Blog #212~DS-ASD Behavior Management
Behavior problems are common for individuals having a dual diagnosis of Down syndrome and autism. Speech deficits hinder a person’s ability to communicate wants and needs, leading to these challenging behavior problems. As I’ve mentioned in previous blogs, every behavior even the bad ones, are an attempt to communicate something. For the past 24 years, I have experienced this on the front lines with my son Nick, who has a dual diagnosis of Down syndrome and autism. It’s important to get a clear picture of what is triggering the problem behavior. To do this, try taking a step back and determine what is causing the behavior.
For individuals with a dual diagnosis of Down syndrome and autism, some challenging behaviors include property destruction (such as dropping, throwing, dumping things on the floor, and breaking objects). Other behaviors might include elopement, dropping and plopping, stimming, yelling, repetitive movements and physical aggression to name a few.
There are 5 steps you can take to discover the causes of a problem behavior and prevent it from occurring. It is important to mention here that, these steps should be taken with the support of a child’s IEP team and ideally using a Functional Behavior Assessment (FBA) with a Board Certified Behavior Analyst (BCBA). It starts with doing a little detective work.
1.What is the problem behavior, describe it?
2. Observe when the behavior occurs and when it doesn’t?
3. Make a guess about what could be triggering the behavior and what might be reinforcing it.
4. Come up with a plan to prevent the behavior including supports that will help improve it in the future.
5. Track the behavior to see if the plan and supports are working.
Let’s put this into practice with the behavior of a child throwing, dropping, breaking and dumping out things around the house (property destruction):
1.”Billy” returns home from school and goes upstairs to his parents bedroom. He turns on the water faucets full blast, and takes a photo frame and throws it down from the top of the stairwell where is shatters to pieces.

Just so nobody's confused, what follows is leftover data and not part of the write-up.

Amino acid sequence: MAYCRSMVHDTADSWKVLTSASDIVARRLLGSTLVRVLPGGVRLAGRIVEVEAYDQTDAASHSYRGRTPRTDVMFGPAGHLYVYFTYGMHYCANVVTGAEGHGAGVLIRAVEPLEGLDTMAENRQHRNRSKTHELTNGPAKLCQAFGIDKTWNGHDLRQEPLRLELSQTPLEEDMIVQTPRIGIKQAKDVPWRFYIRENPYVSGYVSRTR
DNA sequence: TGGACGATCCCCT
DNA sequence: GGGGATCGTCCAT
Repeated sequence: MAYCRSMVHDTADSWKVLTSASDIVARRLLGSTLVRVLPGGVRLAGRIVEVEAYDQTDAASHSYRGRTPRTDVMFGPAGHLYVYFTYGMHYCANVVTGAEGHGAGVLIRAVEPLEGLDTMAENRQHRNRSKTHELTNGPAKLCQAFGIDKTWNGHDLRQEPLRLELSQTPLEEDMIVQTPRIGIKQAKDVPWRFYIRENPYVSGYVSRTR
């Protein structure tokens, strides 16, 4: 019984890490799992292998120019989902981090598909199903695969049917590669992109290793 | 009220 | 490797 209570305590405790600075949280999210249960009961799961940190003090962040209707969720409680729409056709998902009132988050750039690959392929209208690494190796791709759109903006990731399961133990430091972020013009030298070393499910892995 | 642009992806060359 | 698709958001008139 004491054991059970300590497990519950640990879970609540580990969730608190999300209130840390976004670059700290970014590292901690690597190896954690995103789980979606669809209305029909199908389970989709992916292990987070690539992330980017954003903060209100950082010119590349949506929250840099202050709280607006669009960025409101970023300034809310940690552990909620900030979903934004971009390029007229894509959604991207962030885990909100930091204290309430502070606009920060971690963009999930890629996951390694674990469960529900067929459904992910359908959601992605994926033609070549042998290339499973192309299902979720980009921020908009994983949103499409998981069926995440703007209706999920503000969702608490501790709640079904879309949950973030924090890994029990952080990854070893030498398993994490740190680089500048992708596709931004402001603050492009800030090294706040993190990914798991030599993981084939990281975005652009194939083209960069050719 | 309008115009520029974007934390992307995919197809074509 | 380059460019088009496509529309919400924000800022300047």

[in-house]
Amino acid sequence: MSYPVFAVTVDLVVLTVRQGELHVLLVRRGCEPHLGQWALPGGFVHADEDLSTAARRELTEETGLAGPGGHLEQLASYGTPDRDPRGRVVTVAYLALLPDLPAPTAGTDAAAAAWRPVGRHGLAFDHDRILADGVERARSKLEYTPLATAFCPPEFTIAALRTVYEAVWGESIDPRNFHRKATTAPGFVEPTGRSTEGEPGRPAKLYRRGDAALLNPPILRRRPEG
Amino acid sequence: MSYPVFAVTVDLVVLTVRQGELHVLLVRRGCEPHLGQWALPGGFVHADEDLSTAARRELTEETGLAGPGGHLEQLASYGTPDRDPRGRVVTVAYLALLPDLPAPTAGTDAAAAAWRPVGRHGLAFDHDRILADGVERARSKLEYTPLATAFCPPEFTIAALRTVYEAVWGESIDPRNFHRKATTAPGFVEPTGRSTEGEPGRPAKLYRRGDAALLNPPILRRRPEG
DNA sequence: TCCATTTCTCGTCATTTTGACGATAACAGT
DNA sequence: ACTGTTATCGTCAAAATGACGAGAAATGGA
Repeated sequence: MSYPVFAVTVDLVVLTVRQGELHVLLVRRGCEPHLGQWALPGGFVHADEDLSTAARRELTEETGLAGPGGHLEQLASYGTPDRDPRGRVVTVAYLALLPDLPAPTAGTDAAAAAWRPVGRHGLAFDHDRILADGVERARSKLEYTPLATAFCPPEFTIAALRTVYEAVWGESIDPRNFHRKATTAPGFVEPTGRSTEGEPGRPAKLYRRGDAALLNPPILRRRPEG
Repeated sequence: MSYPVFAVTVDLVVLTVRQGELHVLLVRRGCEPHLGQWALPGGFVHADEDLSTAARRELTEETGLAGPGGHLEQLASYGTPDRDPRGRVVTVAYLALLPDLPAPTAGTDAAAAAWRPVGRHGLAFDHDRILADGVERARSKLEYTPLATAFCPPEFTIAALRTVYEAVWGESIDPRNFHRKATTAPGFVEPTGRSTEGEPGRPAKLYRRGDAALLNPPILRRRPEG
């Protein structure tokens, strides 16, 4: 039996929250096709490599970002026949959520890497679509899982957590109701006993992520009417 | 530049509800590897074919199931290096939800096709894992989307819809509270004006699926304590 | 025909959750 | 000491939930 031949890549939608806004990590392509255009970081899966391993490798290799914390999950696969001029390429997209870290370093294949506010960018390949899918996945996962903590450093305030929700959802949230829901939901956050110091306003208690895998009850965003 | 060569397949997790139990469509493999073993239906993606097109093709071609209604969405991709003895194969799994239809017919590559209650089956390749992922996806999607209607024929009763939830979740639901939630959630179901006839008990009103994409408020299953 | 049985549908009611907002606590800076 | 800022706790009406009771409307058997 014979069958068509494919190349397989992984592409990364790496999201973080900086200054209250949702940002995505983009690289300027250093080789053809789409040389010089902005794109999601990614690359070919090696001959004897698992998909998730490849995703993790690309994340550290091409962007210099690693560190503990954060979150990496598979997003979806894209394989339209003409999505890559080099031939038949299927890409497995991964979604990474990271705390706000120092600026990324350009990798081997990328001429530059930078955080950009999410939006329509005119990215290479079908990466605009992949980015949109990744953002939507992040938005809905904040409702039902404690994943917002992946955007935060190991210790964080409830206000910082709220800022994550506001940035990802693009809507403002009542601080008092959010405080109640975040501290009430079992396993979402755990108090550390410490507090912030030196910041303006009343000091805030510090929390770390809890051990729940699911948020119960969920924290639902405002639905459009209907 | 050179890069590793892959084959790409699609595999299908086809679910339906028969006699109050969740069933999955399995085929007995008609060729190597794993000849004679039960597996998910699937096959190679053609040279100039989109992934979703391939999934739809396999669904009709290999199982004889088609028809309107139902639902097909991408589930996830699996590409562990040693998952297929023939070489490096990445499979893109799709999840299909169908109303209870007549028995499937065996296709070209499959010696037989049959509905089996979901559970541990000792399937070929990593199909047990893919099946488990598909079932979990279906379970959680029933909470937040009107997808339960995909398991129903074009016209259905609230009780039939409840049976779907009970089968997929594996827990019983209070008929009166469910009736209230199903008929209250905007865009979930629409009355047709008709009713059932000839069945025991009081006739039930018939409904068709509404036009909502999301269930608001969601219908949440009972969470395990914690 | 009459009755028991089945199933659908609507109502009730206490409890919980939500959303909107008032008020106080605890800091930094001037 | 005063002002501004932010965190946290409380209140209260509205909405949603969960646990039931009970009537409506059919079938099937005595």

2. The behavior occurs after school, as his mom is unloading the backpack and reading the communication notebook. It also occurs when parent’s attention are diverted, (doing chores, talking on the phone) and while the child has down time.
3. The antecedents are sensory seeking, lack of attention, unstructured down tome and boredom. Billy is reinforced by getting negative attention from his parents, who naturally get upset when something gets broken or a mess is made in the house.
4. The plan is for Billy to have a more structured routine during those down times when parents are busy working around the house:
-Create an afternoon visual schedule for Billy to put away the contents of his backpack and engage him in the chores with heavy work (a calming sensory activity).
-Replacement activities will include jumping on his mini trampoline, carrying laundry baskets to the washing machine and loading it, or vacuuming.
-Billy will be reinforced with high fives and praise, followed by a reward, upon completion of these replacement activities. Rewards may include a choice of a favorite toy, iPad, movie, or snack.
-Billy will also be redirected to use his AAC device (talker) to express his needs.
-Parents are encouraged remain calm, matter of fact with little emotion, making minimal eye contact while using a soft voice, when the child engages property destruction.
5. Parent and teachers will keep a log to track this behavior both at home and in the school setting.
Sample ABC Chart used to do a Functional Behavior Analysis:
Before identifying the antecedent, behavior and consequence on the ABC chart, it is important to look at the setting prior to when the behavior occurred. Note any changes in medications. Is the child sleepy, overheated or too cold? Are there any disruptions in staff or transportation to and from school? Is the environment to noisy or quiet? These factors will attribute to more behavior problems.
The best behavior plans have proactive strategies and supports to encourage good behavior. In my experience, the behavior plan must be revisited several times a year and tweaked accordingly. This will help to support positive behavior in a child with a dual diagnosis of Down syndrome and autism. The key to behavior management is to step back and do the detective work, and come up with a plan to cut these behaviors off at the pass. Working with the IEP team and a certified BCBA behaviorist to develop a behavior plan will lead to better responding thoughtfully to what the child is trying to communicate in their wants and needs.
That’s what is in my noggin this week.
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